Disney+, Netflix, and Others to Face Possible Halt In Production

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On the fifth of October, 2021, the International Alliance of Theatrical Stage Employees (IATSE), a labor union that represents over 150,000 international workers in the entertainment industry, announced that their American members overwhelmingly voted to authorize a nationwide strike. If an agreement can’t be met and the strike is enacted, the production of original features (eg. Bo Burnham: Inside, Loki) from streaming services like Netflix, Disney+, and Apple TV+ would cease almost entirely. Reality shows, game shows, and talk shows would also face major issues, as well as large companies like Warner Bros. Pictures. 

In the official announcement, the union’s president Matthew Loeb said,

“This vote is about the quality of life as well as the health and safety of those who work in the film and television industry. Our people have basic human needs like time for meal breaks, adequate sleep, and a weekend. For those at the bottom of the pay scale, they deserve nothing less than a living wage.”

In total there were more than 60,000 votes cast, a turnout of about 90%. Support for the strike authorization was at a nearly unanimous 98% of union voters. These statistics coupled with the fact that this is the first nationwide strike called for by the union in its 128 years of existence make it clear that the people responsible for producing some of your favorite shows and films feel they aren’t being compensated properly.

The Alliance of Motion Picture and Television Producers (AMPTP), a trade association that represents over 350 American film production companies in negotiations with unions like IATSE, was informed of the results on Monday, October 4. This is after, according to Loeb, almost five months of negotiations to no avail, alleging that they sent the AMPTP a proposal, but received no response. In an interview with the Los Angeles Times, the union president said,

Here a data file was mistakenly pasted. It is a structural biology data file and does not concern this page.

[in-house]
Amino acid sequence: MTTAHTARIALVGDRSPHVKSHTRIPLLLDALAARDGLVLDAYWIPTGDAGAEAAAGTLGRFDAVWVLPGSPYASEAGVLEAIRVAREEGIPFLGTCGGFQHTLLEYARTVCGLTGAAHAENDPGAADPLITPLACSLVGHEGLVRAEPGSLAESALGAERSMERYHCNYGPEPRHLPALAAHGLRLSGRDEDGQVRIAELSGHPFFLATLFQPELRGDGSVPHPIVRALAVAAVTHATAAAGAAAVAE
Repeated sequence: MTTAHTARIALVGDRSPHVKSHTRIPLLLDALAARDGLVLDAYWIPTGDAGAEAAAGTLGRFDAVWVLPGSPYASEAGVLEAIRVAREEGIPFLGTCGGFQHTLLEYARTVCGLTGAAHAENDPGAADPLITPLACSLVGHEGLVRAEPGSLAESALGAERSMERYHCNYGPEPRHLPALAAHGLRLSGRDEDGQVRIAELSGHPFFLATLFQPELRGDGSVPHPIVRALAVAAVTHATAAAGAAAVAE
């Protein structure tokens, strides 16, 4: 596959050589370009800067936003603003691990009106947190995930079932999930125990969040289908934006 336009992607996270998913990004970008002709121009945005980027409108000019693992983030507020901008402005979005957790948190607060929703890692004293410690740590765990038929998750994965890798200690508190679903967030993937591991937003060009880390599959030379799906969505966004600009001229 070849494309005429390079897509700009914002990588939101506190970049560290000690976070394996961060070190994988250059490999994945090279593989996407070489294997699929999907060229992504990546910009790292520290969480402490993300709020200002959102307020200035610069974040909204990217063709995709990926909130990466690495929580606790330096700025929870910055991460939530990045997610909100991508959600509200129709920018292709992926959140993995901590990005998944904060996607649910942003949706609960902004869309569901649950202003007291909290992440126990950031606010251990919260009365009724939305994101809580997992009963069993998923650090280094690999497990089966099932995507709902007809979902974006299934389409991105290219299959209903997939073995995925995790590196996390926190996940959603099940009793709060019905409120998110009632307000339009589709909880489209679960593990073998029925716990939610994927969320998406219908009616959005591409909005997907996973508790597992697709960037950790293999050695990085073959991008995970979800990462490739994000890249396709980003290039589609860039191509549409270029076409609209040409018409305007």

“Our goal is to reach an agreement, not have a dispute. We got to this point by repeatedly stressing our priorities and getting no movement.”

The negotiations came as a result of streaming services gaining even more prominence throughout the lockdowns caused by the Covid-19 pandemic. In 2009, the union made a deal with studios that gave them leeway in productions designated as “New Media”, basically anything made to be released online. At the time, “New Media” wasn’t economically viable, and thus studios weren’t able to provide a sufficient budget to compensate workers with the pay and benefits that had been agreed upon. The caveat was that “if and when ‘New Media’ productions became an economically viable medium, then the parties would mutually recognize that fact in future agreements.”

This is what, according to workers and union leaders, the AMPTP has failed to do. Loeb continued,

“Our members are working on productions where [producers are] spending inordinate amounts of money and [members are] taking pay hits. They’re working on productions with extremely high production value. Episodic television looks different these days, right? The companies have invested in a way that ignores our peoples’ investment and service for them. So they’re putting in huge budgets and we’re taking pay cuts.”

The union isn’t just fighting for better pay and benefits though, it’s also a matter of safety for many. In an interview, special effects worker and rank-and-file IATSE member Don M. spoke on the conditions in which he was expected to work.

“We definitely do work over 60 hours a week—that is actually considered our baseline… I’ve worked 20-hour days before.”

“So what happens a lot of the time the way that they’ll schedule their days is to what we called French hours you shoot for 10 hours straight with no break. But you make extra meal penalties, kind of like working a 12-hour day with a break. But if we didn’t have our union, they wouldn’t do that, you know? You wouldn’t get that extra pay.”

“I worked on a production for Netflix where I did 106 hours and seven days.”

These are just a few of the allegations made, thousands of workers have been speaking out over conditions within the film industry. While it may be inconvenient to have your favorite show postponed, this is an important discussion to be had. The workers that make all of it possible are ready to fight for justice.

“I hope that the studios will see and understand the resolve of our members, the ball is in their court. If they want to avoid a strike, [the AMPTP] will return to the bargaining table and make us a reasonable offer.”

Show solidarity, sign the petition!